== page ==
Offers charter-like mandate relief for districts: The law provides mandate relief for school districts through a streamlined School Code waiver process, reducing physical education requirements and allowing districts to use commercial driver training schools for driver education without requesting a waiver.
This landmark education reform legislation is the product of many years of work on reform, choice, and related advocacy efforts here in Illinois. While we’re thrilled to celebrate this milestone, there is still more work to be done. The Illinois Network of Charter Schools will not rest until every child in our state is afforded their basic human right—a high-quality education that prepares them for the life that awaits them. We stand ready to work with any organization seriously committed to making that a reality.
Andrew Broy, a former public school teacher and civil rights lawyer, is president of the Illinois Network of Charter Schools (INCS), a group that supports and advocates on behalf of Illinois charter public schools.
The views expressed herein represent the opinions of the author and not necessarily the Thomas B. Fordham Institute.
On this week's podcast, special guest Constance A. Lindsay, a research associate at the Urban Institute, joins Mike Petrilli and Brandon Wright to discuss New York City’s controversial new plan to use its Absent Teacher Reserve Pool to fill its teacher vacancies. During the Research Minute, Amber Northern examines an imperfect study of classrooms’ use of technology.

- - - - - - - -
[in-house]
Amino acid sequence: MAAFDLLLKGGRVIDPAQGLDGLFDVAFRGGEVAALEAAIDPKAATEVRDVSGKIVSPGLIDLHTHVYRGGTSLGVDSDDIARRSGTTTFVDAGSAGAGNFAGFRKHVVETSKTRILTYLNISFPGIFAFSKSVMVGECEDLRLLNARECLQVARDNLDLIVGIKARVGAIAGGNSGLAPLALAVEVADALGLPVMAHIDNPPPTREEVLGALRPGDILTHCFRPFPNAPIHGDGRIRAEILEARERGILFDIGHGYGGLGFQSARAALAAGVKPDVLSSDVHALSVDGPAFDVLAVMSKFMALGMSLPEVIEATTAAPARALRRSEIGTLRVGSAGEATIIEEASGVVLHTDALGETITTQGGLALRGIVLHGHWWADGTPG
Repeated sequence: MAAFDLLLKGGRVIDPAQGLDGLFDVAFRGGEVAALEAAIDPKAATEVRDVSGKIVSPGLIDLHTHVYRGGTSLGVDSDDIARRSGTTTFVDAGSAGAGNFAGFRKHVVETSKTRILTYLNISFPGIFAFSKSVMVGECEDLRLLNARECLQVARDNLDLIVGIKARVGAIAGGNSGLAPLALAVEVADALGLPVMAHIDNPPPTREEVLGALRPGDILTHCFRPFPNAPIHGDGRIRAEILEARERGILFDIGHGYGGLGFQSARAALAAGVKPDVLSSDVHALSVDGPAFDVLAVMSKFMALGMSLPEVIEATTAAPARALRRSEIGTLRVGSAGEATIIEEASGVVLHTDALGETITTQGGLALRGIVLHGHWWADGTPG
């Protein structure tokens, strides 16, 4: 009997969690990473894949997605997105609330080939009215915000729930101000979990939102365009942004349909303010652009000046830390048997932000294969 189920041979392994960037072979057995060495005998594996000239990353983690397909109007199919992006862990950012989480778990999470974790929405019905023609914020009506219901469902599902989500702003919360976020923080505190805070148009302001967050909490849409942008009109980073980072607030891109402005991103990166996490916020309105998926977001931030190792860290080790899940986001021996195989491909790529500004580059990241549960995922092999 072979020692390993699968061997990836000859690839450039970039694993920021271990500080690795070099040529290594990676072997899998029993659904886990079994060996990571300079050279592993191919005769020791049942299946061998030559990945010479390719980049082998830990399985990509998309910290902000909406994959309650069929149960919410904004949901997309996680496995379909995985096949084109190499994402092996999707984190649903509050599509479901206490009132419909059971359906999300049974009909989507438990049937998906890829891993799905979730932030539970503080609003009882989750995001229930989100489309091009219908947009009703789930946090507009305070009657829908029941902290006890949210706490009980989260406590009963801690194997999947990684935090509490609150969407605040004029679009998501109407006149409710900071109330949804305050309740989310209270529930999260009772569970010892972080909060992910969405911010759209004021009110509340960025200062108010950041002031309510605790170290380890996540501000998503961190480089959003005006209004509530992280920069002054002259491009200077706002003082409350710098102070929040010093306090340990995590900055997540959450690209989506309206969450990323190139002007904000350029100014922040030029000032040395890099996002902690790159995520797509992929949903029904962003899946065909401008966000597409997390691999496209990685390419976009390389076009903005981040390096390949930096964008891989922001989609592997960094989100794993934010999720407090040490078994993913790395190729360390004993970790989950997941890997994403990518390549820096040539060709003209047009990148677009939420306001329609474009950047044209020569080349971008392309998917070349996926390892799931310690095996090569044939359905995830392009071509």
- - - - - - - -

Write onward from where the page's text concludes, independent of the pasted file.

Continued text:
Amber’s Research Minute
Ludwig van Broekhuizen, “The Paradox of Classroom Technology: Despite Proliferation and Access, Students Not Using Technology,” AdvancED (September 2017).
Three years into his first gig as a recruiter/trainer at a job skills program in San Francisco, Mauricio Lim Miller recognized a striking contradiction that changed the trajectory of his life and work. As a person whose family had overcome great personal hardship and who was now trying to help others do the same, he could not reconcile the way he ran his own life with the way he was expected to run a social service program. The proscriptive, top-down structure of so-called benefits programs like his emphasized the “deficits” of their clients and often sought to substitute narrow program rules for individual options. Those rules were sometimes contradictory (as when multiple programs were involved) and sometimes self-defeating (e.g. child-care subsidies that lapsed if a program participant earned a little too much money from work). Even worse, he became convinced that such service programs were conferring greater benefit on their employees than on their clients.